This summer, I spent 10-weeks as a research assistant for a project studying the spatial distribution of scent marks among free ranging ring-tailed lemurs at the Duke Lemur Center. In simpler words, my job was to note the location of each scent mark that my focal lemur distributed. The overall goal of the project was to determine if scent marks were distributed randomly across their habitat or if the scent marks were condensed along the borders they shared with neighboring ring-tail groups and around their feeding areas. We also collected behavioral data and amassed over 200 hours of observations. But in no time at all, I fell in love with the ring-tailed family I studied. Sophia, the dominant female of the group (female dominance is common in almost all lemur species), was a kind and gracious leader to her family. Randy, the male of the group, was astoundingly patient with his daughters, even when they pulled his tail or forced him to engage in play. Narcissa and Nemesis, the two-year-old twin sisters, were a constant source of entertainment with their wild antics and playfulness.
The natural habitat enclosure (NHE2) I worked in was 8.1 acres and was also home to a family of four Cocrquel’s Sifaka and a pair of Red Fronted Lemurs. The Sifaka instantly became one of my favorite lemur species. Their mode of terrestrial travel appears more like dancing as they take bounding sideways leaps across the terrain. And this species hated mosquitoes and flying insects more than any creature I have ever seen. They would swat frantically at the insects that swarmed in the ever humid summers of Durham, North Carolina. The pair of Red Fronted Lemurs also added a very special touch to my summer. I first encountered Red Fronted Lemurs in Madagascar and found them to be extremely curious and vocal creatures. The two at the DLC were no different. At twenty-four years old, they had been free-ranging in NHE2 their entire lives. They ran the show and were the most dominant species in the enclosure. They could displace any lemur, whether it was to get a preferred lounging area in the shade or to take custody of a feeding bowl.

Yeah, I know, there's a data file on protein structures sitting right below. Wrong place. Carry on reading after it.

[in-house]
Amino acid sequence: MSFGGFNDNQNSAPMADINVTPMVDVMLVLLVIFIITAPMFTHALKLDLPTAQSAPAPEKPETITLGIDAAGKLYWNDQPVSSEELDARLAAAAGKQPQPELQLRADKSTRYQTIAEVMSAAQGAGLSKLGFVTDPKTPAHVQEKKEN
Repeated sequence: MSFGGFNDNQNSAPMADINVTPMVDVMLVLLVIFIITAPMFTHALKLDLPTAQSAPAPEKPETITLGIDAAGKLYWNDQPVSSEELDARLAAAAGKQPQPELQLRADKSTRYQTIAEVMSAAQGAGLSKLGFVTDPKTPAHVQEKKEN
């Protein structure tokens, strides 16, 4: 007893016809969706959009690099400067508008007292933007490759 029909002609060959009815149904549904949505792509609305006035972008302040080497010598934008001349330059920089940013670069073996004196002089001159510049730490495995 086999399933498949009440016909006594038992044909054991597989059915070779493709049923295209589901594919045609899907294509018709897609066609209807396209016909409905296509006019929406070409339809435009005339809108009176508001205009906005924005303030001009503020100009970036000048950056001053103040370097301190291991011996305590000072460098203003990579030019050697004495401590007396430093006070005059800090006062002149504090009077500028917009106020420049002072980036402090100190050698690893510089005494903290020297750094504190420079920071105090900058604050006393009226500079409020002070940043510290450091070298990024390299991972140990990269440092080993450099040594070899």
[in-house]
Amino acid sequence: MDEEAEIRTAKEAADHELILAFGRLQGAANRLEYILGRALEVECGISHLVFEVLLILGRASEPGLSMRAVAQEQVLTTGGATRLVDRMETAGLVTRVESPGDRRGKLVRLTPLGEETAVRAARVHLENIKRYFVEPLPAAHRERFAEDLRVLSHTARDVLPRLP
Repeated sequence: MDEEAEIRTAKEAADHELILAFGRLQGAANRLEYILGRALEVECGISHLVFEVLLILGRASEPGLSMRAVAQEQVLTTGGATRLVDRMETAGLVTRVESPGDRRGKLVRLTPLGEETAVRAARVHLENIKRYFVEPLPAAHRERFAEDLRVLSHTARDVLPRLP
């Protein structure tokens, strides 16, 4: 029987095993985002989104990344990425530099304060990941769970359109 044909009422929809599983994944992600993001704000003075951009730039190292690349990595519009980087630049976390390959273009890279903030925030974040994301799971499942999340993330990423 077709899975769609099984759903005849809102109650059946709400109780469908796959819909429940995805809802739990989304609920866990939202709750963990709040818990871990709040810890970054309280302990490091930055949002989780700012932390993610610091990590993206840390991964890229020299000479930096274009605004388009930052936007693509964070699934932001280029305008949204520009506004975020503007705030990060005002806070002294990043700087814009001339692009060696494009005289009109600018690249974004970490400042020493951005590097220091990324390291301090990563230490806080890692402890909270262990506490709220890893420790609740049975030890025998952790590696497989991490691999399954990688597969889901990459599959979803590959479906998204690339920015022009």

Within the first week of research, I noticed something that completely changed my summer.
A grey fox in my designated lemur enclosure! The enclosure was predator proof, but grey foxes are excellent climbers, and can squeeze through small gaps or through drainage pipes, so there is no easy way of keeping them out. Occasionally, the fox would emerge in an area near lemurs (most commonly the lemur feed site to scavenge leftover primate biscuits). This presented a unique opportunity to study the behavioral responses of lemur species to a small, non-Malagasy canid species. Although the fox was not a threat to the lemurs (and in fact was more wary of the lemurs than they were of it), the lemurs responded to the canid with antipredator behaviors like alarm calling and vertically retreating. The behavioral responses suggest how lemurs may react to domestic dogs and cats in Madagascar, an actual threat to these endangered species. Because of the limited research on lemur anti-predator behavior to visually perceived threats, I decided to write a research proposal to the Duke Lemur Center and collect this data for further analyses.